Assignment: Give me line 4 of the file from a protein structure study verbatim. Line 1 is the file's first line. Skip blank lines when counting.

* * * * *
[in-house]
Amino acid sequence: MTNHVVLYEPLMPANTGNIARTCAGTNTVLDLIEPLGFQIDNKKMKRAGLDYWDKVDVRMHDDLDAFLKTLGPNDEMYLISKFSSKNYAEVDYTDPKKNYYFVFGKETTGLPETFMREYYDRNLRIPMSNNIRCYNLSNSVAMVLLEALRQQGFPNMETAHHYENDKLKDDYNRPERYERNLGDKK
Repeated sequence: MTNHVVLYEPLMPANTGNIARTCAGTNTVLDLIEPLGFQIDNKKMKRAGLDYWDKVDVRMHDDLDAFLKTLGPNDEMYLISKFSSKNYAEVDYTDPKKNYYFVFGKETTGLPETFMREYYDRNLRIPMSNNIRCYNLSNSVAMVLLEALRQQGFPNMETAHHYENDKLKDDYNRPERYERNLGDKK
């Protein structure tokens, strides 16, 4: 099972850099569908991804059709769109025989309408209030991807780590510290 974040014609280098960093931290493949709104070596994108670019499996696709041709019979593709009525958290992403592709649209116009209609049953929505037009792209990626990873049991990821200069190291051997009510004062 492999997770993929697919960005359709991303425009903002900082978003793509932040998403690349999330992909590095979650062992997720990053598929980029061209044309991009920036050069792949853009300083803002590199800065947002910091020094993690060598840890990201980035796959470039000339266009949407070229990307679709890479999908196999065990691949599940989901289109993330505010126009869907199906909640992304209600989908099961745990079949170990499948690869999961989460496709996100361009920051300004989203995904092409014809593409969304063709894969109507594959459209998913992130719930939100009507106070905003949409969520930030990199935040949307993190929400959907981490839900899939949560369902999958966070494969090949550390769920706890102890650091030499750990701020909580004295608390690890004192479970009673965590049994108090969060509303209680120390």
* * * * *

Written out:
């Protein structure tokens, strides 16, 4: 099972850099569908991804059709769109025989309408209030991807780590510290 974040014609280098960093931290493949709104070596994108670019499996696709041709019979593709009525958290992403592709649209116009209609049953929505037009792209990626990873049991990821200069190291051997009510004062 492999997770993929697919960005359709991303425009903002900082978003793509932040998403690349999330992909590095979650062992997720990053598929980029061209044309991009920036050069792949853009300083803002590199800065947002910091020094993690060598840890990201980035796959470039000339266009949407070229990307679709890479999908196999065990691949599940989901289109993330505010126009869907199906909640992304209600989908099961745990079949170990499948690869999961989460496709996100361009920051300004989203995904092409014809593409969304063709894969109507594959459209998913992130719930939100009507106070905003949409969520930030990199935040949307993190929400959907981490839900899939949560369902999958966070494969090949550390769920706890102890650091030499750990701020909580004295608390690890004192479970009673965590049994108090969060509303209680120390």